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Without an incumbent, it is a wide-open race for the four candidates of the 11th Ward

Over the past two weeks, the four declared candidates in Albany’s 11th Ward Common Council election have been knocking on doors, collecting signatures, and talking to constituents in what is shaping up to be the most crowded Common Council race this year.

In the running are Ken Barnes, Luke Gucker, Anton Konev and Justin Teff, who will be facing off first in September’s Democratic primary. Teff has secured the endorsement of the Albany Democratic Committee; Barnes, Gucker, and Konev are endorsed by the Conservative Party, the Working Families Party, and the Independence Party respectively, meaning that each hopeful can still end up on the ballot even if they are unsuccessful in the Democratic primary.

Barnes and Konev both ran unsuccessful bids for the Albany County Legislature in 2007, and Justin Teff campaigned for and lost the 11th Ward seat four years ago against the current councilman, Democrat Glen Casey.

“I think it’s pretty exciting to see so many candidates on the ballot, personally,” said Dan Curtis, president of the Pine Hills Neighborhood Association (PHNA). “I think it’s a good thing for the 11th, because the ward certainly needs a lot of help.”

All four candidates name public safety as one of their top concerns for the ward, which has recently suffered from an increase in crime.

“I believe that a community policing approach is definitely the way,” said Gucker, who considers himself to be the most progressive candidate. “I think the police right now are taking a very reactive approach to crime, and I want to help find a way to approach it more proactively.”

Gucker said that his urban-planning background sets him apart from other candidates. “Urban planning is more concerned about the building of the environment. I don’t think that approach has really been used in the political spectrum.”

Konev and Teff also advocate for community policing, while Barnes feels that the city needs to focus on reaching out to people before they turn to crime.

“We’ve got to reach the kids before they’re 18,” said Barnes. “We’ve got to have after-school programs.” Barnes suggested recruiting senior citizens to volunteer for sports and after-school programs to save money for the school district, and starting community-service programs where children would receive incentives like event tickets for completing service hours.

“You can’t just say, ‘I’d like to end world hunger and solve world peace,’” said Barnes, “You have to have some ideas about where we’re going to start. I think if we can get a few of these programs going it’ll help stop some of the problems in this city.”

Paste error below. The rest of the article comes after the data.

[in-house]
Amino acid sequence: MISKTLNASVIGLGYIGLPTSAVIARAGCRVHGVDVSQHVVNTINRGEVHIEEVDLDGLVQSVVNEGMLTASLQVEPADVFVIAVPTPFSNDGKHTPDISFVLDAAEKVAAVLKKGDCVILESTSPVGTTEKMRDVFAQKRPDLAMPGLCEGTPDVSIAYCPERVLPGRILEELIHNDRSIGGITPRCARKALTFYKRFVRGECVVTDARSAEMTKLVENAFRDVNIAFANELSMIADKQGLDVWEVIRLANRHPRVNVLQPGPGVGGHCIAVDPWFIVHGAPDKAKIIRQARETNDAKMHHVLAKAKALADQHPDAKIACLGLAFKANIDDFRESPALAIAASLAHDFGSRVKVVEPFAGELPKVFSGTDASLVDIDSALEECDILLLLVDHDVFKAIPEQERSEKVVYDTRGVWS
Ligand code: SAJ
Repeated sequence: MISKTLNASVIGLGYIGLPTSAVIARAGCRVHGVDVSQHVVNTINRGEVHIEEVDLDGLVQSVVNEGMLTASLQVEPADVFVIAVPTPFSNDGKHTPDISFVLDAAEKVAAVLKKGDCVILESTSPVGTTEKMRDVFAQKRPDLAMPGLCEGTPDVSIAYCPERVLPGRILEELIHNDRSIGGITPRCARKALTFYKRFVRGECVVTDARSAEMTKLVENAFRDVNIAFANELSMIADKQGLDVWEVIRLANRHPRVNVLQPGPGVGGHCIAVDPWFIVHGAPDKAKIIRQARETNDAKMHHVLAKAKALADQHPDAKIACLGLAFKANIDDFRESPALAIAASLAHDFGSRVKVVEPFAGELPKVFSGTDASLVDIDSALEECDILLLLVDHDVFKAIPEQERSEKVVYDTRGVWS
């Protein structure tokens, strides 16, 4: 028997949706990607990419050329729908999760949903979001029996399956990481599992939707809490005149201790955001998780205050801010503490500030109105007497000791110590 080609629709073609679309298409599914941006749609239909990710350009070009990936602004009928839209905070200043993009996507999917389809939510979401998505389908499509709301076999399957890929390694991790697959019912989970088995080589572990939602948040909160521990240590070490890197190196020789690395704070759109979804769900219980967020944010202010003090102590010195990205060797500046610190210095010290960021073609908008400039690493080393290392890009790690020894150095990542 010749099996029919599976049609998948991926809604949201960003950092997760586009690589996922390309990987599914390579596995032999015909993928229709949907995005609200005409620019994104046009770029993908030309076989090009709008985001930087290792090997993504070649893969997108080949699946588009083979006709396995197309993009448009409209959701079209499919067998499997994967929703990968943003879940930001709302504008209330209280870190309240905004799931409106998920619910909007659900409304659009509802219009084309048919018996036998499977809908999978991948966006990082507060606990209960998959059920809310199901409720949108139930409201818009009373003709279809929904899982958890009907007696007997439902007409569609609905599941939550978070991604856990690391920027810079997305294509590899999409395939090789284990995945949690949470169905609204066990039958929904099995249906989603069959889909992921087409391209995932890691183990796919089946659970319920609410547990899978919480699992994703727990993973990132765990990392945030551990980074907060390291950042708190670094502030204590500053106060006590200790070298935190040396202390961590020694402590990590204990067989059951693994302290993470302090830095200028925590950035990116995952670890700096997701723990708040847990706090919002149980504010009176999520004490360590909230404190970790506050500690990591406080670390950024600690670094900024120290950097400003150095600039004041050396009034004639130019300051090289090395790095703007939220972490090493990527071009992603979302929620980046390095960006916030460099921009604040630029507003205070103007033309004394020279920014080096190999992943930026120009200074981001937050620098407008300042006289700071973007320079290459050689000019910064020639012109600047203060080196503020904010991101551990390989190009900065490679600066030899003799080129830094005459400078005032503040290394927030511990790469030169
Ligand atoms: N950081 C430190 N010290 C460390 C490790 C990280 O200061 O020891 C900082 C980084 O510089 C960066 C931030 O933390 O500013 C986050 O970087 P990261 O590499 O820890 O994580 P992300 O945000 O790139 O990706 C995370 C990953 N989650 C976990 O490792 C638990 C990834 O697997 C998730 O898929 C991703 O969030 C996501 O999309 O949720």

Barnes, who has lived in the 11th Ward for 28 years, is a more moderate Democrat, as is Teff, which Curtis said could end up splitting the vote.

“I am behind Mayor Jennings, I don’t think that’s a secret to anyone at this point,” said Teff. He feels that his run against Casey and his work as ward leader have better prepared him for the constituent work of a council member, while his work as an attorney puts him in a better position to research issues and local law to understand what can and can’t be done.

Konev feels that it is his work in the state Legislature that sets him apart, but he has received criticism for his 2007 run for Albany County as a Republican.

“I am committed to improving the Democratic Party,” said Konev. “However, just like President Obama, I believe we need to get away from partisan politics that are failing us. In my county Legislature race, I was seeking to breach the partisan divide and asked for support of all parties.” Konev said that he was unable to participate in the Democratic primary after what he called a series of questionable decisions by the board of elections, and instead chose to run on the Citizens for Change and Republican lines.

All of the candidates said that Casey’s decision not to run did not affect their campaign. Casey, who at one point was planning to run for Common Council president, has said that he decided not to run to spend more time with his family.

“From my viewpoint,” Curtis said, “Glen was gearing up for a run for the Common Council president and it was clear he was assuming he would have the mayor’s support for that. The mayor made it clear he wasn’t supporting Glen, and by the time he realized that wasn’t going to materialize, Justin had already scheduled the endorsement vote with the ward committee and by a pretty large majority, the committee endorsed Justin for the seat.”

Moving forward, the candidates are speaking to constituents and planning events, aside from Barnes, who said that he will not be fundraising.

“Times are tight for everyone,” Barnes said. “I’m just going out there, meeting people, shaking hands, and talking to them. I’m not going to do fundraisers, I’m not going to do robocalls, or anything like that. I believe in the personal approach, and if that’s not good enough, then maybe I’m wrong, but that’s just me.”

Curtis said that while the PHNA does not make political endorsements, he is hoping to organize a debate for candidates in the 10th and the 11th wards.

“We have two very strong challengers for the mayor,” said Curtis, “and that could certainly detract from the attention that the city council could get, which is why we’re going to try and maintain a focus on the local legislators as well.”

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